"On topics from evolution to the environment to gay marriage to immigration reform, we found that many of the opinions expressed were so off-base and ill-informed that they actually hurt society by being voiced," said chief researcher Professor Mark Fultz, who based the findings on hundreds of telephone, office, and dinner-party conversations compiled over a three-year period. "While people have long asserted that it takes all kinds, our research shows that American society currently has a drastic oversupply of the kinds who don't have any good or worthwhile thoughts whatsoever. We could actually do just fine without them."

The above article is actually from The Onion, but it sure does have a ring of truth. You ever watch "Man on the Street" interviews on local news, listen to talk radio, or sit through a bunch of callers on Larry King? For that matter, you ever listen to Larry King?

Godfather IV

Fredo's Revenge, via Andrew Sullivan and YouTube:

BTW, Monica Goodling, former Gonzales aide and liaison between the White House and the DOJ testifies tomorrow after being granted limited immunity. Should be interesting.

Sunday, May 20, 2007

21 U.S. Soldiers Killed In Iraq In Last 3 Days

Mike at Crest notes that the carnage wreaked against U.S. troops has been particularly bloody the last three days - 7 U.S. soldiers were killed today, 8 yesterday, 6 on Friday.

In all, 71 U.S. soldiers, 2 Brits and 2 multi-nationals have been killed this month in Iraq.

And there are still 11 days to go before June.


Saturday, May 19, 2007

GOP Strategist: No-Confidence Vote On Gonzales Is A "Brilliant" Move

From US News:

With the likelihood of a European-style no-confidence vote in the Senate against embattled Attorney General Alberto Gonzales, some Republican strategists with ties to the White House are beginning to consider what type of a replacement nominee could win swift approval.

"We need somebody they can accept, first, then somebody who can get confirmed," said one strategist. A likely trait: The candidate will be older and with a long record of legal and public service. The White House says that it remains firm in its support for Gonzales, but there are signs that the AG's days are numbered and that he may be gone by mid-to late summer, after a replacement is settled on.

That mood was elevated when Senate Democrats called for a no-confidence vote on Gonzales. A key GOP adviser said on background that the move was "brilliant" and something Republicans should consider if they ever win the Senate back. The adviser predicted a devastating loss for the White House and Gonzales because "none of these Republican senators even want to be in the same room as the AG, no less voting that they have confidence in him."

Gonzo's a goner - the Comey testimony did him in. Kudos to Senator Schumer for bringing the former deputy attorney general back to testify about Gonzales' midnight ride to the hospital. That put GOPers on the defensive and forced their hand. It's hard to defend an A.G. who tried to get the former A.G., sick in intensive care and loaded to the gills on painkillers, to sign off on an illegal wiretapping program DOJ lawyers said was illegal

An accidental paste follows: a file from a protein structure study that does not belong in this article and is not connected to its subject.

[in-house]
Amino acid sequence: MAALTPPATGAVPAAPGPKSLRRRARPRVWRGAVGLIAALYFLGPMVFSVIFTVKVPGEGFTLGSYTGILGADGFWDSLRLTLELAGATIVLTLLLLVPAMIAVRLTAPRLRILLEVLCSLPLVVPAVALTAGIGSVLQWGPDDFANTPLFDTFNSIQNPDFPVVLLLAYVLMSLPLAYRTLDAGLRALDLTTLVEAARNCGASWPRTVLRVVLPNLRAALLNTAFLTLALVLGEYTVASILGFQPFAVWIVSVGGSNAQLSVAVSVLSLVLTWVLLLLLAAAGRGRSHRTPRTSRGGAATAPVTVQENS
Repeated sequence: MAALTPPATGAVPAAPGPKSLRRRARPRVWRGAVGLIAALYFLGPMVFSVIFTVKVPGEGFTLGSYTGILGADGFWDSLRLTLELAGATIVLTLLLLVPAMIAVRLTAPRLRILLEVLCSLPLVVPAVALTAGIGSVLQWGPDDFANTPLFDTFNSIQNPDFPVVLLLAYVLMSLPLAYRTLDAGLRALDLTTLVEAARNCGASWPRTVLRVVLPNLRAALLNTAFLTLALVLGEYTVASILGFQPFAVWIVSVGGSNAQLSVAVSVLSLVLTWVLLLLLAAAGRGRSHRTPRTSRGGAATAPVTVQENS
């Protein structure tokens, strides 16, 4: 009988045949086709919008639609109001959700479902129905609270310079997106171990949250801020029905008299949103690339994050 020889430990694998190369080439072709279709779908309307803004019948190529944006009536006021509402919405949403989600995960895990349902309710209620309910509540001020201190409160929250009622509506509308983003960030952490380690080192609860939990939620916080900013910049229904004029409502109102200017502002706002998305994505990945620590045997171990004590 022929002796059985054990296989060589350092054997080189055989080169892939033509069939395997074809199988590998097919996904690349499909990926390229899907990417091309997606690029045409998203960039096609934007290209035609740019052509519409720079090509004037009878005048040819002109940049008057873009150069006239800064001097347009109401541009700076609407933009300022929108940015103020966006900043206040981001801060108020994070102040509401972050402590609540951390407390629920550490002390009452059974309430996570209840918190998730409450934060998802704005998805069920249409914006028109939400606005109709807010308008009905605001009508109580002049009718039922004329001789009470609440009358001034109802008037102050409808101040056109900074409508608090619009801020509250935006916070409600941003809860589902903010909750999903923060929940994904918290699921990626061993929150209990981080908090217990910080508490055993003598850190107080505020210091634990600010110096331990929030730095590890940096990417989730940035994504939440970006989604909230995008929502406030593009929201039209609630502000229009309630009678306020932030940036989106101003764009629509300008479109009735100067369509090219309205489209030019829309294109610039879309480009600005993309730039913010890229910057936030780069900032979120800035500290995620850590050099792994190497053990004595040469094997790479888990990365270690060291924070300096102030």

Friday, May 18, 2007

More Chaos In Iraq

How much longer do we have to make believe that Preznut Bush's surge policy in Iraq has a chance to work?

BAGHDAD, May 18 -- Five U.S. soldiers were killed and nine wounded in separate attacks in Baghdad and the restive province of Diyala northeast of the capital, the U.S. military said Friday, and ABC News reported that two Iraqi journalists working for the network's Baghdad bureau were killed by gunmen while on their way home from work Thursday night.


The U.S. military reported that three soldiers were killed Friday in Diyala when an explosion occurred near their vehicle. Two other soldiers were killed and nine were injured Thursday in separate attacks in southern Baghdad, where the Army has been conducting raids against weapons caches and assisting in reconstruction projects, the military said.


The U.S. military reported Friday that it was continuing the search for three soldiers who were abducted last Saturday when their patrol was ambushed by insurgents south of Baghdad. Four U.S. soldiers and an Iraqi interpreter were killed in the attack.


Also Friday, the bodies of 21 people who had been tortured were found in Khalis, a city about 35 miles north of Baghdad, a police source in Diyala said. The victims were both Sunni Arabs and Shiites who had been kidnapped two days earlier, he said.

Iraq army Capt. Abdul Hussein Muhammad said 12 other people were kidnapped Friday about 70 miles south of Kirkuk. The Diyala police source said they were abducted by gunmen who had set up a fake checkpoint.

58 U.S. soldiers have been killed this month in Iraq, 3409 in all. And the NY Times reports that the death toll for contractors in Iraq has reached a record high this year - 146 were killed in Iraq in just the first three months of the year.

This is what the administration (and all of the GOP candidates for president except for Ron Paul) call "progress."

Grand Old Pervert Party

If true, these allegations are really disturbing:

PIERRE, S.D. (AP) -- A former state House member was arrested Friday on charges of rape and other sexual offenses against two teen girls.

Republican Ted A. Klaudt surrendered at the Corson County Sheriff's office. He did not enter a plea during two court appearances, and bond was set at $100,000. He was taken to jail and declined to comment as he left the courtroom.

The charges against him include eight counts of second-degree rape, two counts of sexual exploitation of a minor, one count of sexual contact with a child younger than 16, two counts of witness tampering and one count of stalking. Some of the rape charges carry penalties of up to 50 years in prison.

The accusers were aged 15 to 19 over the years the crimes are to have occurred. One girl was molested when she was a legislative page, authorities allege.